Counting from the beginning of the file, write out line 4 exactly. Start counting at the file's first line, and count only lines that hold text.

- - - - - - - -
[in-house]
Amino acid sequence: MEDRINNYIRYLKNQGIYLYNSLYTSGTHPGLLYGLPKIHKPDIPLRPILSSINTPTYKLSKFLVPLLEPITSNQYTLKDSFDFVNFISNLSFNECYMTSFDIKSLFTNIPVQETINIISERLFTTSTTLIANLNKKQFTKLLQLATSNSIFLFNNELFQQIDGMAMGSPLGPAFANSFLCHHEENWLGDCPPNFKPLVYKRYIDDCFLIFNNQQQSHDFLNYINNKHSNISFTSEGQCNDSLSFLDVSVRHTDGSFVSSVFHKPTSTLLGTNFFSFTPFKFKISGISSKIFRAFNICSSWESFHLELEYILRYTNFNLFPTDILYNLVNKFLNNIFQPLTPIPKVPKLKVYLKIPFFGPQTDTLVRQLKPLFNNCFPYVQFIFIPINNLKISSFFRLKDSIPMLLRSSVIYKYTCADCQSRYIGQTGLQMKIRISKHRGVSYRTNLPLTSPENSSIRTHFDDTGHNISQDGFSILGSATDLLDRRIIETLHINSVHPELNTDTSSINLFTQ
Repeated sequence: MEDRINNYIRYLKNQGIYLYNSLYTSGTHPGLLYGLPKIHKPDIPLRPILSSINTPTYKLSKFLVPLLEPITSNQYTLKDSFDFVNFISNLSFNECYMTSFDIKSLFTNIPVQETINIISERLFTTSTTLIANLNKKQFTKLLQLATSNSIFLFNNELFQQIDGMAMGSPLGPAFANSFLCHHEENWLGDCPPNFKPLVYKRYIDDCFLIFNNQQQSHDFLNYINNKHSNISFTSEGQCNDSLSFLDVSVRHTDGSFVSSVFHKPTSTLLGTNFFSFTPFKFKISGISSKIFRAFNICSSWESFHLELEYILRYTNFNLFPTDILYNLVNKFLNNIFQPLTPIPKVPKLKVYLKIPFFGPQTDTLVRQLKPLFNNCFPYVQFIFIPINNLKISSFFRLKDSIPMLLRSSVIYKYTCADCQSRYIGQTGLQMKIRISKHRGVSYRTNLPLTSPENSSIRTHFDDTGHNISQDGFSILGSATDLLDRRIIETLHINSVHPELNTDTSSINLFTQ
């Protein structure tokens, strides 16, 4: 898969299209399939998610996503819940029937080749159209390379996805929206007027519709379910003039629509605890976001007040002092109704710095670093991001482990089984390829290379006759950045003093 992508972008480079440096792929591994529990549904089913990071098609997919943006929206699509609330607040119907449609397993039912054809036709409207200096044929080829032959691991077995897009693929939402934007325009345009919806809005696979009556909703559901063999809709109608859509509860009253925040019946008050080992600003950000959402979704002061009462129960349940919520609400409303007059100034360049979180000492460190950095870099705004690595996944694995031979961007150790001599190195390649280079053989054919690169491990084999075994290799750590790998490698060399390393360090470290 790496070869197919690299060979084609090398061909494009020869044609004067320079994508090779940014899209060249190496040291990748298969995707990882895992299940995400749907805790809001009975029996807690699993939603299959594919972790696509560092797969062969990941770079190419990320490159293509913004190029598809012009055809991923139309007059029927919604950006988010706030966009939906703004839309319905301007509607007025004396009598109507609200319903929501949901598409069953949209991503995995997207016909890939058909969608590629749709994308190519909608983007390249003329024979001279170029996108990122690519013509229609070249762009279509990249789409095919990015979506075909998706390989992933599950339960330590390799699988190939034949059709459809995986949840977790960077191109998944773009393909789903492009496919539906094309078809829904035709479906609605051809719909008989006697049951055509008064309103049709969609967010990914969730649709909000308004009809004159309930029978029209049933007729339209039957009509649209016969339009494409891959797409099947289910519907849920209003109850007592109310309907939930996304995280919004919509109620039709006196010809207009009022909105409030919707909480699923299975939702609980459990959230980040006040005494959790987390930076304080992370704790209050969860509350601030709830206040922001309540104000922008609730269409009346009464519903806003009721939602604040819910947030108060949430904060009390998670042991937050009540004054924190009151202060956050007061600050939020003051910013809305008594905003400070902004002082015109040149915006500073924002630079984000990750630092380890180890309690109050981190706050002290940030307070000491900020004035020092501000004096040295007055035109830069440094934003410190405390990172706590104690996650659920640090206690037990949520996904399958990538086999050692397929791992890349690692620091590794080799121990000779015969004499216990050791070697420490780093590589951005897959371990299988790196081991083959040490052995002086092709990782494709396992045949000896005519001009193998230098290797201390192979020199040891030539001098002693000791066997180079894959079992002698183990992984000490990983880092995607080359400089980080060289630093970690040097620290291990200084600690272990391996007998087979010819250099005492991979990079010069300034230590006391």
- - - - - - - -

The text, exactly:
């Protein structure tokens, strides 16, 4: 898969299209399939998610996503819940029937080749159209390379996805929206007027519709379910003039629509605890976001007040002092109704710095670093991001482990089984390829290379006759950045003093 992508972008480079440096792929591994529990549904089913990071098609997919943006929206699509609330607040119907449609397993039912054809036709409207200096044929080829032959691991077995897009693929939402934007325009345009919806809005696979009556909703559901063999809709109608859509509860009253925040019946008050080992600003950000959402979704002061009462129960349940919520609400409303007059100034360049979180000492460190950095870099705004690595996944694995031979961007150790001599190195390649280079053989054919690169491990084999075994290799750590790998490698060399390393360090470290 790496070869197919690299060979084609090398061909494009020869044609004067320079994508090779940014899209060249190496040291990748298969995707990882895992299940995400749907805790809001009975029996807690699993939603299959594919972790696509560092797969062969990941770079190419990320490159293509913004190029598809012009055809991923139309007059029927919604950006988010706030966009939906703004839309319905301007509607007025004396009598109507609200319903929501949901598409069953949209991503995995997207016909890939058909969608590629749709994308190519909608983007390249003329024979001279170029996108990122690519013509229609070249762009279509990249789409095919990015979506075909998706390989992933599950339960330590390799699988190939034949059709459809995986949840977790960077191109998944773009393909789903492009496919539906094309078809829904035709479906609605051809719909008989006697049951055509008064309103049709969609967010990914969730649709909000308004009809004159309930029978029209049933007729339209039957009509649209016969339009494409891959797409099947289910519907849920209003109850007592109310309907939930996304995280919004919509109620039709006196010809207009009022909105409030919707909480699923299975939702609980459990959230980040006040005494959790987390930076304080992370704790209050969860509350601030709830206040922001309540104000922008609730269409009346009464519903806003009721939602604040819910947030108060949430904060009390998670042991937050009540004054924190009151202060956050007061600050939020003051910013809305008594905003400070902004002082015109040149915006500073924002630079984000990750630092380890180890309690109050981190706050002290940030307070000491900020004035020092501000004096040295007055035109830069440094934003410190405390990172706590104690996650659920640090206690037990949520996904399958990538086999050692397929791992890349690692620091590794080799121990000779015969004499216990050791070697420490780093590589951005897959371990299988790196081991083959040490052995002086092709990782494709396992045949000896005519001009193998230098290797201390192979020199040891030539001098002693000791066997180079894959079992002698183990992984000490990983880092995607080359400089980080060289630093970690040097620290291990200084600690272990391996007998087979010819250099005492991979990079010069300034230590006391």